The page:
The Difference Between Gold filled, Solid Gold, And Gold Plated Jewelry
Solid Gold Jewelry
Needless to say, solid gold jewelry is the most expensive option due to its purity. The value of solid gold stems from its luminous shine and clear color. Another factor contributing to the high value of solid gold is that it won’t tarnish as time passes.
Despite the elitism associated with a solid gold piece, it may not be the wisest option if you’re shopping for gold accessories to wear every day. This is because solid gold is inherently very soft and malleable, making such jewelry vulnerable to deterioration.
Gold is often converted into a gold alloy by combining it with other metals, yielding a stronger and more durable metal than pure gold. In addition, alloys are more often than not more affordable than pure gold as the carat decreases.
However, gold alloys maintain the same qualities that attract jewelry wearers to solid gold in terms of color, shine, and tarnish resistance. It is simply a more practical option for everyday wear.
Gold Filled Jewelry
Gold-filled jewelry is created by bonding a layer of gold to another metal using pressure. Gold-filled pieces are more economically practical than solid gold while remaining just as beautiful.
Some primary advantages of a gold-filled piece include that it won’t rub off, tarnish, or change colors with time. Gold-filled jewelry is the perfect option for you if you are especially sensitive to particular metals, as you won’t have any allergic reactions.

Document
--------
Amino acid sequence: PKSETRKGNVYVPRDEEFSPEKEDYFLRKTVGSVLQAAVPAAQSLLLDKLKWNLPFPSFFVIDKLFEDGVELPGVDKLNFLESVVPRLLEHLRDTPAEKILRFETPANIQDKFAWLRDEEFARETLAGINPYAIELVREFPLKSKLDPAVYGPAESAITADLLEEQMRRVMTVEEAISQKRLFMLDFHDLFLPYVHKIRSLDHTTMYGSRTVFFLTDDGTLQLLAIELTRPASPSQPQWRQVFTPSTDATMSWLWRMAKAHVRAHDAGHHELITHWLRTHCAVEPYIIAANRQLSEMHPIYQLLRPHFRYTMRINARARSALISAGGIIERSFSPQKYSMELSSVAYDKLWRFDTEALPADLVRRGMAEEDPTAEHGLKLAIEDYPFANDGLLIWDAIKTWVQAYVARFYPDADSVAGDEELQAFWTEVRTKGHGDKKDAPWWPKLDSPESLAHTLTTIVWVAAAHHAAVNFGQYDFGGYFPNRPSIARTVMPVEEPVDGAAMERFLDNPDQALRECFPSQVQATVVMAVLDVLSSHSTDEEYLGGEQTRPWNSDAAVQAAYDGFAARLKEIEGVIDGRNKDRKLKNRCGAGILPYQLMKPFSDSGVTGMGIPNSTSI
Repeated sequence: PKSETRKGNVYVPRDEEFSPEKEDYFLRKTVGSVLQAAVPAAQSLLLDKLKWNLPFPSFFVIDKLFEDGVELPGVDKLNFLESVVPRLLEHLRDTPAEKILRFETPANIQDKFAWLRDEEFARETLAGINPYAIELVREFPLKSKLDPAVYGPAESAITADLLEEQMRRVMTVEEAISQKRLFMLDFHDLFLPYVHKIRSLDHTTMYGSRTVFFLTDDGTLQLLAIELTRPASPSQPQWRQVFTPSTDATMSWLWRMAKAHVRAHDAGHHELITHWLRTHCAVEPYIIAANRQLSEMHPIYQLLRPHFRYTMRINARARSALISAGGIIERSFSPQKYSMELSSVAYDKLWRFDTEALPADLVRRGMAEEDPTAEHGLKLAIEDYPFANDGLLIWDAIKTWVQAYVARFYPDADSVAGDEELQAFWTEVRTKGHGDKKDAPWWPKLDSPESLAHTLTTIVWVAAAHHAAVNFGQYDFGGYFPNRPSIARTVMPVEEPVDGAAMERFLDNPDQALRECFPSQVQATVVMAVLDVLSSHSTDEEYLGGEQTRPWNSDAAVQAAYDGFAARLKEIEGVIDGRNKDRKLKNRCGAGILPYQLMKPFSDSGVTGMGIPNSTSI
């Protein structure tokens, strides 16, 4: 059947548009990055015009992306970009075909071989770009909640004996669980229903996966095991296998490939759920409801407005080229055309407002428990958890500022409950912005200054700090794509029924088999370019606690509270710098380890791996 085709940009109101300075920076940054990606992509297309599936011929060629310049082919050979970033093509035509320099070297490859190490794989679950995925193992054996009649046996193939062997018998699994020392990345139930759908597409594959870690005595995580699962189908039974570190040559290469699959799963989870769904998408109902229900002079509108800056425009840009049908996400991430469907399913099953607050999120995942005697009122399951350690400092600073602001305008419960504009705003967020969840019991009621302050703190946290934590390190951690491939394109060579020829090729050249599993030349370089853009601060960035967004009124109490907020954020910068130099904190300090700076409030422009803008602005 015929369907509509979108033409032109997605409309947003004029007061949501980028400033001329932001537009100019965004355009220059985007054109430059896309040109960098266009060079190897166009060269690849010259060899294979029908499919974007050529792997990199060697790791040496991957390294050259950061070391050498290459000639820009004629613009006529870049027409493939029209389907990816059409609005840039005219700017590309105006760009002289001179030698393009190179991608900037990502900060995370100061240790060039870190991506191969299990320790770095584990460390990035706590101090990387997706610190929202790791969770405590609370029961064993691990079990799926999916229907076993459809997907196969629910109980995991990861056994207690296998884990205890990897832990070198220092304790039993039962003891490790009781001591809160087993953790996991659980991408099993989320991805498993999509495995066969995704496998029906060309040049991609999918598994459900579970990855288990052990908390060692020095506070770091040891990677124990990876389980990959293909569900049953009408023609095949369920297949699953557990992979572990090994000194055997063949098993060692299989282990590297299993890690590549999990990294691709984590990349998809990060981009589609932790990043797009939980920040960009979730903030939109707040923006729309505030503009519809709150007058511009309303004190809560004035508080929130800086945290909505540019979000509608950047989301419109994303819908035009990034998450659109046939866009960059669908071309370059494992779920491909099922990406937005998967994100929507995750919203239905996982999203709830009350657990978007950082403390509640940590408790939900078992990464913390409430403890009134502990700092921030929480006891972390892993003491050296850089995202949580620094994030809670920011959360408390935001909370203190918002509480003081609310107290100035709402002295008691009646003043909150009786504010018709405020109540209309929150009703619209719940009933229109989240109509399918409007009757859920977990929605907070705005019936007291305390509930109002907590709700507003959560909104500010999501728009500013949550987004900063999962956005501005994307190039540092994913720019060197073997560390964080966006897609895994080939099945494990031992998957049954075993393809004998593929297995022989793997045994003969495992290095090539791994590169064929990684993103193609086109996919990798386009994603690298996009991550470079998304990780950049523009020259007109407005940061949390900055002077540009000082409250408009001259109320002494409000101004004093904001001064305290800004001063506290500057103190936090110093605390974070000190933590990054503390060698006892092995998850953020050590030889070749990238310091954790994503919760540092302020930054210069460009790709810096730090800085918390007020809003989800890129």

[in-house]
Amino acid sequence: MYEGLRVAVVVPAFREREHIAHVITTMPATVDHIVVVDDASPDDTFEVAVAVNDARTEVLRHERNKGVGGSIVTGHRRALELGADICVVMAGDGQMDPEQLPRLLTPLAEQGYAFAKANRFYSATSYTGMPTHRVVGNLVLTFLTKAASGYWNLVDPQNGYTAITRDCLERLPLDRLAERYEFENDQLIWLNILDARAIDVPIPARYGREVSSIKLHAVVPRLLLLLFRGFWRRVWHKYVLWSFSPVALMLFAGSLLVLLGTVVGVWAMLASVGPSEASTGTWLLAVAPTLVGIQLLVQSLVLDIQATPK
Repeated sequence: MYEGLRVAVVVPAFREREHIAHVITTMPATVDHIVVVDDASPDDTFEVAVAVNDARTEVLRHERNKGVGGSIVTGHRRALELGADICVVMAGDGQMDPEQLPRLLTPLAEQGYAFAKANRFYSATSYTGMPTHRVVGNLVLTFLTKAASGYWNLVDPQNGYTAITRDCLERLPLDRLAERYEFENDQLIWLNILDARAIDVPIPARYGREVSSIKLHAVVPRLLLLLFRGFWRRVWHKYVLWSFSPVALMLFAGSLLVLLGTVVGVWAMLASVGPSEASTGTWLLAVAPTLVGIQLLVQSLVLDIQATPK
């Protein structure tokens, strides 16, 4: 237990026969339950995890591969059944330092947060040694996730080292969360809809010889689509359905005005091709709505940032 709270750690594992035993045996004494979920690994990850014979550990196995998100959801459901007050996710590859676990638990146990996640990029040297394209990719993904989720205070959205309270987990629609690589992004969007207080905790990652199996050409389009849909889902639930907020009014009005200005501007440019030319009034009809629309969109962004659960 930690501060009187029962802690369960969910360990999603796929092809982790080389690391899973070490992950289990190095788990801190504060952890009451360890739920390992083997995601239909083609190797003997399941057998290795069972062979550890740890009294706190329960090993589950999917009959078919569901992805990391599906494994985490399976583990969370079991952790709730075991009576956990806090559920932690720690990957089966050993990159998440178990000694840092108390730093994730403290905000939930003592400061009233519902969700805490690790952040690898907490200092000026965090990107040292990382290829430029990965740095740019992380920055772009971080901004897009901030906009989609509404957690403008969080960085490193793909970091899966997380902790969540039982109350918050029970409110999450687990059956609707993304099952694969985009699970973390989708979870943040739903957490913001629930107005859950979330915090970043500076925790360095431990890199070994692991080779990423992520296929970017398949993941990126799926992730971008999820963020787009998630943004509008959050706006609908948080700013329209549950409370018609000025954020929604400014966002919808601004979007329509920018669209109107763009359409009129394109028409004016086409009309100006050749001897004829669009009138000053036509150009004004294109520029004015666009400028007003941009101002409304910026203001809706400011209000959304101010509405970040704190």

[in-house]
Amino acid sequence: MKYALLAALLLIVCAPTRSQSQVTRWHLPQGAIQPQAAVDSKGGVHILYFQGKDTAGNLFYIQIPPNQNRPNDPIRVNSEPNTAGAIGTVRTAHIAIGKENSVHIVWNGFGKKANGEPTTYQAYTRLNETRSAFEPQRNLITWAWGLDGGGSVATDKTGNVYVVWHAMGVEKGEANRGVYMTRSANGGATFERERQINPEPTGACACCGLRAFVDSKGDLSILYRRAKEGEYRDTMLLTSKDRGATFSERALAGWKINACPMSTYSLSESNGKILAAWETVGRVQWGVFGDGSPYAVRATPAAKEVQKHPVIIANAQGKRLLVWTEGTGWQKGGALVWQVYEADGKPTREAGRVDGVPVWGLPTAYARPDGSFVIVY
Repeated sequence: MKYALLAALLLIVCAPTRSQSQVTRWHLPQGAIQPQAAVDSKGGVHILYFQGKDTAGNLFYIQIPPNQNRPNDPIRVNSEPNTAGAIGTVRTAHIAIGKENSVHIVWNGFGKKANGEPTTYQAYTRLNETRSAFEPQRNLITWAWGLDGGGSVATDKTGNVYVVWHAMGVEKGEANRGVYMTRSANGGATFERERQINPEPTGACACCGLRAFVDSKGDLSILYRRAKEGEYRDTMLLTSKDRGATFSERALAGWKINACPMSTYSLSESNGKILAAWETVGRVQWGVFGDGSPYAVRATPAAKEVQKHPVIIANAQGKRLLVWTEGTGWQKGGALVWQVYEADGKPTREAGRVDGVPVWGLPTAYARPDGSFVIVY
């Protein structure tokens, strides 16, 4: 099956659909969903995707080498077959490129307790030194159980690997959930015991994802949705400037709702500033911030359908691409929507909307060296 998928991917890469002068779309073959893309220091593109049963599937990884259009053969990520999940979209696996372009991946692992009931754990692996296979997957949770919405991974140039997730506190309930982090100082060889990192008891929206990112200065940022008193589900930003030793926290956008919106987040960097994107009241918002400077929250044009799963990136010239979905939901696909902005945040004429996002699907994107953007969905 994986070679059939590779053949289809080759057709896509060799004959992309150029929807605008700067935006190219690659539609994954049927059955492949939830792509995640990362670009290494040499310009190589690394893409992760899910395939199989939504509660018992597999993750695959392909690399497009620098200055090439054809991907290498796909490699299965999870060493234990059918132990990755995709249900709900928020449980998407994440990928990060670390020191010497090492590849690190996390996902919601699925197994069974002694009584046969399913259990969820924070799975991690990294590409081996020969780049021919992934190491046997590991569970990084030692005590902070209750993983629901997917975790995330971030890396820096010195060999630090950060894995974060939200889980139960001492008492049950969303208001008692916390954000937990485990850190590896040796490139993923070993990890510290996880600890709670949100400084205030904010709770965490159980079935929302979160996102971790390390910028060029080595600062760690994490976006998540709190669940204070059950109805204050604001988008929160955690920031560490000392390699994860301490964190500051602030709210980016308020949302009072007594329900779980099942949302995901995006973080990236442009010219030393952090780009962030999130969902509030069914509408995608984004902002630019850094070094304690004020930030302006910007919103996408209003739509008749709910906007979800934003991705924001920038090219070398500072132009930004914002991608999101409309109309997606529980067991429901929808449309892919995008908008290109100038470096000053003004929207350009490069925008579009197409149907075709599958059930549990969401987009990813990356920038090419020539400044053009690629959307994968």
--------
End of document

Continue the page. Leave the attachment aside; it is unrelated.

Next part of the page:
The layer of gold in gold-filled accessories varies between manufacturers, but it consistently remains thicker than any gold-plated jewelry. Gold-filled items are undoubtedly one of the most durable alternatives to pure gold, and some have even reported wearing the same piece for longer than three decades.
Gold Plated Jewelry
Gold-plated jewelry is an excellent way to go if you want to achieve the refinement of gold jewelry. Gold plate jewelry allows you to indulge in shopping for necklaces, bracelets, and gold-plated earrings without digging into your savings.
Gold plated jewelry is made by utilizing electrical currents and chemicals to coat a base metal with a thin layer of gold.
The disadvantage of gold-plated jewelry is that the gold layer will likely tarnish and fade with time. This occurs because the base metal’s molecules slowly react and transfer to the thin layer of gold, breaking it down.
What Should You Buy?
When deciding between investing in gold-filled, solid gold, or gold-plated jewelry, there are several factors to consider. Solid gold and even gold alloys make for thoughtful gifts for loved ones. Solid gold, in particular, is a wise investment as it holds its value and will likely never lose its precious status.
Although gold-filled is not as high in value as solid gold, it is still a fantastic option for gift giving. Gold-filled accessories are still more valuable than gold-plated jewelry.
Gold-plated jewelry should not be discredited. Many people question whether gold-plated jewelry is real gold or fake gold. In fact, the real gold used for gold plating is just as pure as any solid gold.
Gold plated jewelry gives you the opportunity to flaunt a stylish and trendy look without breaking the bank to do so. You can look like a million bucks without actually paying that much when you wear gold-plated jewelry. However, you shouldn’t be surprised when your favorite gold-plated items start losing their shine when you wear them almost every day. The plating cannot last forever, but luckily it won’t be an unreachable endeavor to simply go out and buy another gold plated item.
Pros And Cons Of Gold Plated Jewelry